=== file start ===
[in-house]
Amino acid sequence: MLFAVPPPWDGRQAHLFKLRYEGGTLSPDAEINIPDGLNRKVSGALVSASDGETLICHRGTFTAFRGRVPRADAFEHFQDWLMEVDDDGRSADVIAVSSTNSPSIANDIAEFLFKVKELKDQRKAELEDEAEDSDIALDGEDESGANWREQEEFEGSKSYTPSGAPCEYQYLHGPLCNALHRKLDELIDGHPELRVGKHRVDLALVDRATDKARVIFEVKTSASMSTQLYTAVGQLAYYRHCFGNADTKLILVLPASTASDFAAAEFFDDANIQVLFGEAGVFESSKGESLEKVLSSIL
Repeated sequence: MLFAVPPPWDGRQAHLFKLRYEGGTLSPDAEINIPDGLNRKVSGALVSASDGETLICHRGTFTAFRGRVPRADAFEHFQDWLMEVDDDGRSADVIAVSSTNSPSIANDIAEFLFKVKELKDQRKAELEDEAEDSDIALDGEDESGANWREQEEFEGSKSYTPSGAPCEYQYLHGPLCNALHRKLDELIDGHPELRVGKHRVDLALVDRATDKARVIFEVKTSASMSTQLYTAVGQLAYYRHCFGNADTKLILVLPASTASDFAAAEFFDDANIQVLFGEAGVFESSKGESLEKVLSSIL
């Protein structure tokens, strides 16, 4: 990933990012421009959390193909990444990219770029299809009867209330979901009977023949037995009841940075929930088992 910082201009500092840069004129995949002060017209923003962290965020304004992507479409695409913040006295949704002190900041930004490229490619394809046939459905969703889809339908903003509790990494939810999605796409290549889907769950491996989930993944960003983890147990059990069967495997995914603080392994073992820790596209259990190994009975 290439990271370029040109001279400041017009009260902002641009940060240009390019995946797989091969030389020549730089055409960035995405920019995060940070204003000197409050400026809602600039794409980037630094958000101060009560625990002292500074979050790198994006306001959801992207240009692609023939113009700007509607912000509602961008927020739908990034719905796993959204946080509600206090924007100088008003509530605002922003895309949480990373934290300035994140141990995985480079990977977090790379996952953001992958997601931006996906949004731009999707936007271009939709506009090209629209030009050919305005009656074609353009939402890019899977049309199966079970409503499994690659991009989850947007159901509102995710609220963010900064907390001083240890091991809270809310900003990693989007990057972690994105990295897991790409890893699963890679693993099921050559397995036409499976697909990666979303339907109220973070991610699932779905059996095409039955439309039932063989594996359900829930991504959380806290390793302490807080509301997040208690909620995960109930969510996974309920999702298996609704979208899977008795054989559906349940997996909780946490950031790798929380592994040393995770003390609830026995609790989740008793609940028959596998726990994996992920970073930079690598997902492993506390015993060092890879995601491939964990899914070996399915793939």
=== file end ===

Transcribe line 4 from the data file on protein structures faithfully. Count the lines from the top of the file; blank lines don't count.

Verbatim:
């Protein structure tokens, strides 16, 4: 990933990012421009959390193909990444990219770029299809009867209330979901009977023949037995009841940075929930088992 910082201009500092840069004129995949002060017209923003962290965020304004992507479409695409913040006295949704002190900041930004490229490619394809046939459905969703889809339908903003509790990494939810999605796409290549889907769950491996989930993944960003983890147990059990069967495997995914603080392994073992820790596209259990190994009975 290439990271370029040109001279400041017009009260902002641009940060240009390019995946797989091969030389020549730089055409960035995405920019995060940070204003000197409050400026809602600039794409980037630094958000101060009560625990002292500074979050790198994006306001959801992207240009692609023939113009700007509607912000509602961008927020739908990034719905796993959204946080509600206090924007100088008003509530605002922003895309949480990373934290300035994140141990995985480079990977977090790379996952953001992958997601931006996906949004731009999707936007271009939709506009090209629209030009050919305005009656074609353009939402890019899977049309199966079970409503499994690659991009989850947007159901509102995710609220963010900064907390001083240890091991809270809310900003990693989007990057972690994105990295897991790409890893699963890679693993099921050559397995036409499976697909990666979303339907109220973070991610699932779905059996095409039955439309039932063989594996359900829930991504959380806290390793302490807080509301997040208690909620995960109930969510996974309920999702298996609704979208899977008795054989559906349940997996909780946490950031790798929380592994040393995770003390609830026995609790989740008793609940028959596998726990994996992920970073930079690598997902492993506390015993060092890879995601491939964990899914070996399915793939």